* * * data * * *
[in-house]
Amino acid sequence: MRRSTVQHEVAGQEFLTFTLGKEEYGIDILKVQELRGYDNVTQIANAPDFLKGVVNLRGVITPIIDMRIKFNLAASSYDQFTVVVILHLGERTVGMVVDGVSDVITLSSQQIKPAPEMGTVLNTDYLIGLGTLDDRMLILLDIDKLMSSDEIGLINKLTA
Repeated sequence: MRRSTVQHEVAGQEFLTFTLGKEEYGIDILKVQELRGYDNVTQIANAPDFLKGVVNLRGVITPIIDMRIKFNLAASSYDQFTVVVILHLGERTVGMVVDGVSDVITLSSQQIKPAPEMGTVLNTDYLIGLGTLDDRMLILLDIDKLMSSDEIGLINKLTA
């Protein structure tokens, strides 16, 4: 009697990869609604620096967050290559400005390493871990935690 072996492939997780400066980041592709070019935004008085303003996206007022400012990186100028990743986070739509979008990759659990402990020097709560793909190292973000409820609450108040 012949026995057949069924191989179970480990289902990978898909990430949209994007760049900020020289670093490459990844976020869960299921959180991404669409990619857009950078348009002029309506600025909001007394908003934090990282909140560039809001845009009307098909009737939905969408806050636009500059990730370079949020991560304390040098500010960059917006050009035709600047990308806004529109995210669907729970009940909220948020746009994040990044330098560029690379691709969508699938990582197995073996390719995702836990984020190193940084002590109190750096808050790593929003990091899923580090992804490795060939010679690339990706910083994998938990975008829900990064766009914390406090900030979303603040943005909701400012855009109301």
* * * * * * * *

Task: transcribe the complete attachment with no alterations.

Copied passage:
[in-house]
Amino acid sequence: MRRSTVQHEVAGQEFLTFTLGKEEYGIDILKVQELRGYDNVTQIANAPDFLKGVVNLRGVITPIIDMRIKFNLAASSYDQFTVVVILHLGERTVGMVVDGVSDVITLSSQQIKPAPEMGTVLNTDYLIGLGTLDDRMLILLDIDKLMSSDEIGLINKLTA
Repeated sequence: MRRSTVQHEVAGQEFLTFTLGKEEYGIDILKVQELRGYDNVTQIANAPDFLKGVVNLRGVITPIIDMRIKFNLAASSYDQFTVVVILHLGERTVGMVVDGVSDVITLSSQQIKPAPEMGTVLNTDYLIGLGTLDDRMLILLDIDKLMSSDEIGLINKLTA
């Protein structure tokens, strides 16, 4: 009697990869609604620096967050290559400005390493871990935690 072996492939997780400066980041592709070019935004008085303003996206007022400012990186100028990743986070739509979008990759659990402990020097709560793909190292973000409820609450108040 012949026995057949069924191989179970480990289902990978898909990430949209994007760049900020020289670093490459990844976020869960299921959180991404669409990619857009950078348009002029309506600025909001007394908003934090990282909140560039809001845009009307098909009737939905969408806050636009500059990730370079949020991560304390040098500010960059917006050009035709600047990308806004529109995210669907729970009940909220948020746009994040990044330098560029690379691709969508699938990582197995073996390719995702836990984020190193940084002590109190750096808050790593929003990091899923580090992804490795060939010679690339990706910083994998938990975008829900990064766009914390406090900030979303603040943005909701400012855009109301």